The launch of ChatGPT has resulted in a constant flow of columns and articles that were written using the chat program, often highlighting its dangers. Early this year, for instance, Delta questioned teachers about the use of the artificial intelligence (AI) programme ChatGPT in writing and programming assignments.
Meanwhile, the much-discussed AI application has released his/her first scientific publication.
The authors of ‘Chatting and Cheating: Ensuring Academic Integrity in the Era of ChatGPT’ have demonstrated this. With the exception of the concluding Discussion section, the references and the subheadings, almost all of their article was written by ChatGPT.
ChatGPT made up all sorts of references, which the authors replaced with real references as appropriate. Other than that, however, they did little more than provide prompts (i.e. subjects to write about). ChatGPT even came up with the title.
British newspaper The Guardian says that the reviewers tasked with assessing the quality of an article before it is published were fooled on this occasion. This is not correct, as the article clearly states it was written with the help of ChatGPT.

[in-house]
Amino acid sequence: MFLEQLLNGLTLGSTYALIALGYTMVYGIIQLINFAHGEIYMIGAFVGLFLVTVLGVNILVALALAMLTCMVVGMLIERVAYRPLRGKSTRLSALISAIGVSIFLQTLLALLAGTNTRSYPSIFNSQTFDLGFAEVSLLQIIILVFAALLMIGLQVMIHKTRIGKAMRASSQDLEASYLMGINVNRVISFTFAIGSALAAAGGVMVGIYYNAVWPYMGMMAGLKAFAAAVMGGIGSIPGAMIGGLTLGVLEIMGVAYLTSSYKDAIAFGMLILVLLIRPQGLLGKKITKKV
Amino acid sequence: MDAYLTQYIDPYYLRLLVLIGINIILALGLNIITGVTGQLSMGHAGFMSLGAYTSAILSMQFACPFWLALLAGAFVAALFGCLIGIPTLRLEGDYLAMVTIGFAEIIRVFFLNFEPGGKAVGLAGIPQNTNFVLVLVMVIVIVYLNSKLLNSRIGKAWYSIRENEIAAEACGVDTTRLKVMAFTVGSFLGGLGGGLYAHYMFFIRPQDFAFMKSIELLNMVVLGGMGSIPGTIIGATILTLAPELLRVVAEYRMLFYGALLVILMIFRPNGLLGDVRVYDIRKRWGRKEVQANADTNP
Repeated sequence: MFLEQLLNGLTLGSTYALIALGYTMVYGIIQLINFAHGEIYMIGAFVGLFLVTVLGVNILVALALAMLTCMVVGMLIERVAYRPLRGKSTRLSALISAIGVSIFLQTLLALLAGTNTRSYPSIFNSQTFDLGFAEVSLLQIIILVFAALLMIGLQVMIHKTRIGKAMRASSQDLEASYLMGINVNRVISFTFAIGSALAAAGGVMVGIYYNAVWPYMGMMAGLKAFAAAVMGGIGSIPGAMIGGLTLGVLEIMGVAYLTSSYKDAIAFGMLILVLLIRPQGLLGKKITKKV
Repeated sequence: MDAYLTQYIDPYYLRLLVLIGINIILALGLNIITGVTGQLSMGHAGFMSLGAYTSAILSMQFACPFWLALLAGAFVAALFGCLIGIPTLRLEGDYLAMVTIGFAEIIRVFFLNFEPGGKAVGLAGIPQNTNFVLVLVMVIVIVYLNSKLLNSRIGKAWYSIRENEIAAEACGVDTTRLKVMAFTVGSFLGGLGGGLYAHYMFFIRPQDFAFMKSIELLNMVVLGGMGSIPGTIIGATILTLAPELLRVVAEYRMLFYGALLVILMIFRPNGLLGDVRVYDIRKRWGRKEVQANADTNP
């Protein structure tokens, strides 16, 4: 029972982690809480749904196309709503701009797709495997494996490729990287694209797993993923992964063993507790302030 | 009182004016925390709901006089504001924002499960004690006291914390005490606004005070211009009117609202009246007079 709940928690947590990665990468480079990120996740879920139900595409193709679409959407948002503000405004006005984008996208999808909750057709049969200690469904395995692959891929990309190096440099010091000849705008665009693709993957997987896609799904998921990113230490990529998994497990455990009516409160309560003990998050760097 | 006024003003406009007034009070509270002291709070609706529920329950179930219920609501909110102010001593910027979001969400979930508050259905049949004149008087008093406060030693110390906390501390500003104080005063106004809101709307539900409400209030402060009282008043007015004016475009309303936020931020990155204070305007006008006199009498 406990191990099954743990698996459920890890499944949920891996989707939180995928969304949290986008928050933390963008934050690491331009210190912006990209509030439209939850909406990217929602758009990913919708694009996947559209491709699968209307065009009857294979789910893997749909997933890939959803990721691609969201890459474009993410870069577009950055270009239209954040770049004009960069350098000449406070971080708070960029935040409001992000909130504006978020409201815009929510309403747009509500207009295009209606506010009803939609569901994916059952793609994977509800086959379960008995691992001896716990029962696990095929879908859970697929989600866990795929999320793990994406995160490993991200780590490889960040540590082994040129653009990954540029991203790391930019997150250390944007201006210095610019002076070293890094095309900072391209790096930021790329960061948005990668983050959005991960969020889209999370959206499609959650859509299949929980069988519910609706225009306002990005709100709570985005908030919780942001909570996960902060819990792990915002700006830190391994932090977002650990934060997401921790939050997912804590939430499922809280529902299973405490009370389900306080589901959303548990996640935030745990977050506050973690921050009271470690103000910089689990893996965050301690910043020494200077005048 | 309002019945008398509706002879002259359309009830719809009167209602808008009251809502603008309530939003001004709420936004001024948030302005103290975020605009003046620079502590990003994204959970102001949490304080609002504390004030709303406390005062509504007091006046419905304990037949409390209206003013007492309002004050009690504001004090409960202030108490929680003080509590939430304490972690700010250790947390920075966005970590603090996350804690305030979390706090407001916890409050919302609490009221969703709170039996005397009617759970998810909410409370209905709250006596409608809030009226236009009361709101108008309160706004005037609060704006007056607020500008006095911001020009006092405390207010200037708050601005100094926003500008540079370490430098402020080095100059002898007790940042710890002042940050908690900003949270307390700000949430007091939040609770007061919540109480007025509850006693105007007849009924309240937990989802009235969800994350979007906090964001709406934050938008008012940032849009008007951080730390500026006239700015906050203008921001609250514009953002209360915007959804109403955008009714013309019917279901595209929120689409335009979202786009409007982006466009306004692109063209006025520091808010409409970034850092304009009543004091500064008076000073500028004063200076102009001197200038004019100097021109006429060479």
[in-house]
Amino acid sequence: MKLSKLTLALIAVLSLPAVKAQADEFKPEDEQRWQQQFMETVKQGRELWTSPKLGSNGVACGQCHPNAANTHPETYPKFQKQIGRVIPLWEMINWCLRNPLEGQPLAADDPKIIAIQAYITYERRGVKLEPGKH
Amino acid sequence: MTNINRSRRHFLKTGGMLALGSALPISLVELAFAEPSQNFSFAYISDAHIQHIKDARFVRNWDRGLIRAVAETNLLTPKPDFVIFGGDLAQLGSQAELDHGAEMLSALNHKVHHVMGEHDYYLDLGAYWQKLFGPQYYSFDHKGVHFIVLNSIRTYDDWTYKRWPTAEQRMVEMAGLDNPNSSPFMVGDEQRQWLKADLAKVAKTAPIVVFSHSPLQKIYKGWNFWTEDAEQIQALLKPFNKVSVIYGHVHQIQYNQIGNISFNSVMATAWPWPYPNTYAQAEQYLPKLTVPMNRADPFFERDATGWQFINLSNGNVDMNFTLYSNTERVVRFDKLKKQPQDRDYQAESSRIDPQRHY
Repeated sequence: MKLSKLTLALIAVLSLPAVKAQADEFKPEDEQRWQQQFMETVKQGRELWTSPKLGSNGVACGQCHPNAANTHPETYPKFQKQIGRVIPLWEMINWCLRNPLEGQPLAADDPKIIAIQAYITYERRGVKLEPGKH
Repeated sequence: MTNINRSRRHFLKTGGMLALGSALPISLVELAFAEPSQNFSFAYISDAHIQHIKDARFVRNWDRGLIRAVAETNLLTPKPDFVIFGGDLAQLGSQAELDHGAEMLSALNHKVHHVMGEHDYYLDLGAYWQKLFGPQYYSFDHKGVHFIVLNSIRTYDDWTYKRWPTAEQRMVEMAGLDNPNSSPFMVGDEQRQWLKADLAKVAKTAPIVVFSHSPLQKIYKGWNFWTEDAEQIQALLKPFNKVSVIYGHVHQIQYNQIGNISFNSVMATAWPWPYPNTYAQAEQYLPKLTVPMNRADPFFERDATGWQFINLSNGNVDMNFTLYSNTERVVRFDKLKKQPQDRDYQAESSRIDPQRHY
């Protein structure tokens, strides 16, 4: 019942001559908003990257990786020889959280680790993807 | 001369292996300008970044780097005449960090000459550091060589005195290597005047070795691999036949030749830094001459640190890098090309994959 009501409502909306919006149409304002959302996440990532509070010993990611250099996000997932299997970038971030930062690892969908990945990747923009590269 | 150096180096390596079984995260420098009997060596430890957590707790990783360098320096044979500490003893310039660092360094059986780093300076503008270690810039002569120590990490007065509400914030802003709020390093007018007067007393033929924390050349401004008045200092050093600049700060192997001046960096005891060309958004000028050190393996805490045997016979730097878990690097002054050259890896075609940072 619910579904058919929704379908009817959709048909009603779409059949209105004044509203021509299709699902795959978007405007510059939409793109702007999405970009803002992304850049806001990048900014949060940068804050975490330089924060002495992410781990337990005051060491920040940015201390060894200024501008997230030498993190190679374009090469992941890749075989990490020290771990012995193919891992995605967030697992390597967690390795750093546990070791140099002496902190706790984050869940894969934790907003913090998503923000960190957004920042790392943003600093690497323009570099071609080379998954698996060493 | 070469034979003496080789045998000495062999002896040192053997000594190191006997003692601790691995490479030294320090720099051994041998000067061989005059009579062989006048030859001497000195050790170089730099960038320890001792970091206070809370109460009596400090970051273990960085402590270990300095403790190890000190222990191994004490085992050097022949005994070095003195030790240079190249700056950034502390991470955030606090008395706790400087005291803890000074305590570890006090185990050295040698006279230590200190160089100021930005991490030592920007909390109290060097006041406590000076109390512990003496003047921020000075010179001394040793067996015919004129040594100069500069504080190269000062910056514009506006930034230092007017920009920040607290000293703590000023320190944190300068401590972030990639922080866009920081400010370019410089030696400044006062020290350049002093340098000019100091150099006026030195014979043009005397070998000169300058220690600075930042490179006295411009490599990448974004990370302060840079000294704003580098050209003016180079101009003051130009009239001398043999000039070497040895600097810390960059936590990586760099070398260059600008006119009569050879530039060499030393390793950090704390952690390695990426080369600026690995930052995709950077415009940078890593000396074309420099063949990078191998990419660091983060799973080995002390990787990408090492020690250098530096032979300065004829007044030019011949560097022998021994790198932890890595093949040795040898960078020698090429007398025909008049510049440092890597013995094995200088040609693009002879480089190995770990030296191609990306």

The article mainly shows what the consequences may be for higher education and academic research. “This is an arms race”, says Professor Debby Cotton, one of the authors. “The technology is improving very fast and it’s going to be difficult for universities to outrun it.”
One of the other authors, biologist Reuben Shipway, sees a silver lining. ChatGPT may be conducive to equal opportunity, he suggests on Twitter. It may help non-native English speakers, or students with certain learning disabilities or impairments.
Nature had already reported ChatGPT being listed as a co-author of four articles. A number of researchers think the program would serve well as an aid, while some academic journals want to discourage its use.
The program functions based on probabilities. It doesn’t look for the truth, but produces plausible responses to questions and assignments it receives from users.
Eighty cases of fraud
In Maastricht, eighty students were caught committing fraud, university magazine Observant reports. It concerns second-years who were asked to write programming codes for the Computer Science Skills course. Out of just over one hundred students, eighty handed in the exact same code, most probably generated by ChatGPT.
Educational institutes are looking for solutions to prevent such fraud. Teachers of some courses, for example, are planning to administer handwritten exams or have students provide a spoken explanation of their work.
HOP, Bas Belleman | Translation: Taalcentrum-VU
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